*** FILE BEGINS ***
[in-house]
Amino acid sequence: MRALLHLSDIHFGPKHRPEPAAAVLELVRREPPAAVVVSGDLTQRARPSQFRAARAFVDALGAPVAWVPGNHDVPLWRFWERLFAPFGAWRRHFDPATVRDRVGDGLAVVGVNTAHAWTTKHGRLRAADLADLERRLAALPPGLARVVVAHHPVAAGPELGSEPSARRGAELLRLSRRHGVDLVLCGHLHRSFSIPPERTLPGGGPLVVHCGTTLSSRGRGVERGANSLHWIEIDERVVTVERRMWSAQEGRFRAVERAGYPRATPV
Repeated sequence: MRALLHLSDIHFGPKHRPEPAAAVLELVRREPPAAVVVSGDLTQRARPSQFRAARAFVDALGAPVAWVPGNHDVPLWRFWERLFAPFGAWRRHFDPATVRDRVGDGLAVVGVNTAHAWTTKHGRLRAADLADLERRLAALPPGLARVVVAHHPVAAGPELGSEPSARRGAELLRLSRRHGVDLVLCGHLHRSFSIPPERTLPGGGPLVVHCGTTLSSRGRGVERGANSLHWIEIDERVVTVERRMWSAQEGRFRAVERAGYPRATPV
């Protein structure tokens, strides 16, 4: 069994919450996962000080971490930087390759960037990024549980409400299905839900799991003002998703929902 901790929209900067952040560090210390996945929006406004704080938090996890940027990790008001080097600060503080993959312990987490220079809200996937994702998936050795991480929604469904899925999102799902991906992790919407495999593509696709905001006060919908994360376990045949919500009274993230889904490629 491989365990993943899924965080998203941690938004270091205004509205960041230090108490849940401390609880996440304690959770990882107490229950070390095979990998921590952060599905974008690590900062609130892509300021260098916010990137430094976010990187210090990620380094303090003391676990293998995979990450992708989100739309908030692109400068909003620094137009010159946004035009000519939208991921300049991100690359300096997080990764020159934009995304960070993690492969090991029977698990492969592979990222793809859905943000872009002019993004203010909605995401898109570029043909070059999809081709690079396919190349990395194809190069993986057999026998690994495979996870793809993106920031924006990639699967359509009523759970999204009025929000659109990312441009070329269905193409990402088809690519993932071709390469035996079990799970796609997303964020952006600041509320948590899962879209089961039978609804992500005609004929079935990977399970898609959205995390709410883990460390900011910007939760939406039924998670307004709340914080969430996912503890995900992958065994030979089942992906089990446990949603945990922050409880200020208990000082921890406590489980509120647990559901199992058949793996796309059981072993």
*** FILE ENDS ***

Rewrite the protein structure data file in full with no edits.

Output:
[in-house]
Amino acid sequence: MRALLHLSDIHFGPKHRPEPAAAVLELVRREPPAAVVVSGDLTQRARPSQFRAARAFVDALGAPVAWVPGNHDVPLWRFWERLFAPFGAWRRHFDPATVRDRVGDGLAVVGVNTAHAWTTKHGRLRAADLADLERRLAALPPGLARVVVAHHPVAAGPELGSEPSARRGAELLRLSRRHGVDLVLCGHLHRSFSIPPERTLPGGGPLVVHCGTTLSSRGRGVERGANSLHWIEIDERVVTVERRMWSAQEGRFRAVERAGYPRATPV
Repeated sequence: MRALLHLSDIHFGPKHRPEPAAAVLELVRREPPAAVVVSGDLTQRARPSQFRAARAFVDALGAPVAWVPGNHDVPLWRFWERLFAPFGAWRRHFDPATVRDRVGDGLAVVGVNTAHAWTTKHGRLRAADLADLERRLAALPPGLARVVVAHHPVAAGPELGSEPSARRGAELLRLSRRHGVDLVLCGHLHRSFSIPPERTLPGGGPLVVHCGTTLSSRGRGVERGANSLHWIEIDERVVTVERRMWSAQEGRFRAVERAGYPRATPV
């Protein structure tokens, strides 16, 4: 069994919450996962000080971490930087390759960037990024549980409400299905839900799991003002998703929902 901790929209900067952040560090210390996945929006406004704080938090996890940027990790008001080097600060503080993959312990987490220079809200996937994702998936050795991480929604469904899925999102799902991906992790919407495999593509696709905001006060919908994360376990045949919500009274993230889904490629 491989365990993943899924965080998203941690938004270091205004509205960041230090108490849940401390609880996440304690959770990882107490229950070390095979990998921590952060599905974008690590900062609130892509300021260098916010990137430094976010990187210090990620380094303090003391676990293998995979990450992708989100739309908030692109400068909003620094137009010159946004035009000519939208991921300049991100690359300096997080990764020159934009995304960070993690492969090991029977698990492969592979990222793809859905943000872009002019993004203010909605995401898109570029043909070059999809081709690079396919190349990395194809190069993986057999026998690994495979996870793809993106920031924006990639699967359509009523759970999204009025929000659109990312441009070329269905193409990402088809690519993932071709390469035996079990799970796609997303964020952006600041509320948590899962879209089961039978609804992500005609004929079935990977399970898609959205995390709410883990460390900011910007939760939406039924998670307004709340914080969430996912503890995900992958065994030979089942992906089990446990949603945990922050409880200020208990000082921890406590489980509120647990559901199992058949793996796309059981072993």